Transcript for Classified Military Tech Used in Search for Flight 370
That's been agonizing. Back to Martha Raddatz, and, of course, she covers military and national security affairs and heard Stephen ganyard say the Australians would not have put out the satellite photos had they not done analysis. Explain about the technology behind all this and the resources being put into this search. Reporter: George, the images come from the Australian geospatial intelligence organization, that is a military satellite, part of Australia's defense department so part of Australia's national security apparatus. Not only would this be a highly sophisticated satellite system but they would have highly trained analysts looking at the images. I can't imagine they would be sending people out to this search area unless they thought there was at least a possibility that it could be debris from the plane and they are still searching. Their job is to interpret what they are seeing on those images that are coming in. We also have to look back at yesterday. Why the search area was narrowed? That may be because of a classified radar system that the Australians have that is much better than other radars and it's called over the horizon radar that can monitor air and sea movements. The official range is about 2,000 miles, but it is thought to be able to see much greater distances. That is speculation from experts, but you have to wonder why the search was narrowed in such a significant way after the Australians got involved, George. As David Wright pointed out, Martha, these U.S. Resources being brought to bear, as well, incredibly sophisticated. That poseidon can see something the size of a basketball in that ocean. Reporter: They absolutely can and the other equipment they have out there, all very, very good. This has moved in a good direction, a lot of experts out there. A lot of very sophisticated equipment. Okay, Martha Raddatz, thanks very much.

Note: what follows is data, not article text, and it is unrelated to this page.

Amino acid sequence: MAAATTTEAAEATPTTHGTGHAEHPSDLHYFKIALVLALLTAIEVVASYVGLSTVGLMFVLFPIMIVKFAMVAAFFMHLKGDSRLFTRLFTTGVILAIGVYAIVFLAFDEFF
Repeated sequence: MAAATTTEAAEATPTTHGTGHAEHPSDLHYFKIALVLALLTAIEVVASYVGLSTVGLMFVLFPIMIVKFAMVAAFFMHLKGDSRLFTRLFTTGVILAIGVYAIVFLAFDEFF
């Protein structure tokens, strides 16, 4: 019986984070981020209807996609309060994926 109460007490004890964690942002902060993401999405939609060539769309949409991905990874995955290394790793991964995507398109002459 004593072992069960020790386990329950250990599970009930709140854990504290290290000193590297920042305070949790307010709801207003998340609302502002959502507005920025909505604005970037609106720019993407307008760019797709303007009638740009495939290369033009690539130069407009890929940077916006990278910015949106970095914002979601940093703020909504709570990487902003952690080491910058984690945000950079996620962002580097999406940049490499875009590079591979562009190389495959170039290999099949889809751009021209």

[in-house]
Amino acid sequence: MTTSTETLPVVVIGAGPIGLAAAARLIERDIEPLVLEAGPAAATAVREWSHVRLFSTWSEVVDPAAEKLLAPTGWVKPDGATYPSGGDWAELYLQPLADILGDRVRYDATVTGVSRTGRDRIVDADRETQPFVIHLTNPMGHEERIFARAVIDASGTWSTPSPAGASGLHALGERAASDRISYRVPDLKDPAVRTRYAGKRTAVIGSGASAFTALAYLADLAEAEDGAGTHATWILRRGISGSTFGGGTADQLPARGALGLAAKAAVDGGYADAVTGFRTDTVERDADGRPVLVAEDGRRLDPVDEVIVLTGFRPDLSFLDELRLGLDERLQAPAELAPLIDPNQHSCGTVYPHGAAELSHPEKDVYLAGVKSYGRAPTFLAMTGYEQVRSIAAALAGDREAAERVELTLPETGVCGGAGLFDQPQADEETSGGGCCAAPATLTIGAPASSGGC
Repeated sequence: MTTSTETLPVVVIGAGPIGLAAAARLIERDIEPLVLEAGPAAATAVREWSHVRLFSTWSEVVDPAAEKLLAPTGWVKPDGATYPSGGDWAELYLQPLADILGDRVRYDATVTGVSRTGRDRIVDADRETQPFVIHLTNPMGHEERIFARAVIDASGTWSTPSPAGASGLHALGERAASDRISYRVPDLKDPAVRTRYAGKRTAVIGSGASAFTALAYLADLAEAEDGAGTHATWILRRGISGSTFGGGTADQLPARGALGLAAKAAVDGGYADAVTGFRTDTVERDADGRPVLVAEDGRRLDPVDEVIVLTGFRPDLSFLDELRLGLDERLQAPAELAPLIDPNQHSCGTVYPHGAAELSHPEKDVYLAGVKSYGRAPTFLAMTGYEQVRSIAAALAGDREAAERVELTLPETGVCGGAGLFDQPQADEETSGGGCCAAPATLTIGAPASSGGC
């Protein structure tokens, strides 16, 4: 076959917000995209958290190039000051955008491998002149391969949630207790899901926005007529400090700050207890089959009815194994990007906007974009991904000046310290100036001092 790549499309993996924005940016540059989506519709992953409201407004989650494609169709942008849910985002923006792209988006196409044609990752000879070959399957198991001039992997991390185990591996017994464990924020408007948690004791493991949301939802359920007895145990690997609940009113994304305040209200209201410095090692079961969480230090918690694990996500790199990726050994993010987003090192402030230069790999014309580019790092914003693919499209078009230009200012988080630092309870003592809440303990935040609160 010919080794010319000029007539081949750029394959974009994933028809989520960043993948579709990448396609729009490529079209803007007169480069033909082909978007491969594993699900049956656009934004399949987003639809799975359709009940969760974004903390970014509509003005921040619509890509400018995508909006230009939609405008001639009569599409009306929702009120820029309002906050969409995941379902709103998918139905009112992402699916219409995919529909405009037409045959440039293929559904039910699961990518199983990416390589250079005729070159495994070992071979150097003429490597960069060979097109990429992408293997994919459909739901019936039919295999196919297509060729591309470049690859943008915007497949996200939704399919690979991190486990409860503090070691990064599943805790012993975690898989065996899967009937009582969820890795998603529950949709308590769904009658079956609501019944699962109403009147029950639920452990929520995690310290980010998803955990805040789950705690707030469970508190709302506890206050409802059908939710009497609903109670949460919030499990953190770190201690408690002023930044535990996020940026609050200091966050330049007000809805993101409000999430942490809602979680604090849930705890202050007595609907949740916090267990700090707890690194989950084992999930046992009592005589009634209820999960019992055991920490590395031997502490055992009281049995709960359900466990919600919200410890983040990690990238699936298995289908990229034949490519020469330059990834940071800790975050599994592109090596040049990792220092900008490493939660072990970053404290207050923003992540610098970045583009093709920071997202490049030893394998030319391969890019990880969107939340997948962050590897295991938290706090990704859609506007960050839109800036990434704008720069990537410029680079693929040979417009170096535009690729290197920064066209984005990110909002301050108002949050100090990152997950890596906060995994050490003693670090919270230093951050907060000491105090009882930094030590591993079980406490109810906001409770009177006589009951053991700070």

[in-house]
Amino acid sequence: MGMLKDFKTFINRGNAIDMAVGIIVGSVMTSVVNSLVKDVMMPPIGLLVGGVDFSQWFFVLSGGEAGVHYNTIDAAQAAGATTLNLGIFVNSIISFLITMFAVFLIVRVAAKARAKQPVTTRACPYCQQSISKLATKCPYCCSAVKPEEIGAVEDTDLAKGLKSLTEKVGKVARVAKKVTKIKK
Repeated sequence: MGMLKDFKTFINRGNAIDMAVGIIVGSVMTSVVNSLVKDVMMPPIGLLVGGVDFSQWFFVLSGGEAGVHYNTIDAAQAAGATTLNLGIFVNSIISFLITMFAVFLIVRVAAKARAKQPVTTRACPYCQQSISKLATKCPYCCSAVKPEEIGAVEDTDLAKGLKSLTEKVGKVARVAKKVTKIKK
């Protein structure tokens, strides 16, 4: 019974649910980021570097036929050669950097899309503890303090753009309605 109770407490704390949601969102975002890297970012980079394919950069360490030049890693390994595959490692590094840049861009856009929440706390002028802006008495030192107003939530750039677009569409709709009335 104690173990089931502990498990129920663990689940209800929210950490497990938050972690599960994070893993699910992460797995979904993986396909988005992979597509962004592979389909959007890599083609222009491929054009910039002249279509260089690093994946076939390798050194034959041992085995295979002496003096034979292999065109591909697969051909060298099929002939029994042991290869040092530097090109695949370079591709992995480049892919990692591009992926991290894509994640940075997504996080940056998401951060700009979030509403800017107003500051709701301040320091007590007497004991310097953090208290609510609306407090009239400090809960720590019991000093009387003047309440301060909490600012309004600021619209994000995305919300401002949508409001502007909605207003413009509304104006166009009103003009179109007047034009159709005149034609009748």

This transcript has been automatically generated and may not be 100% accurate.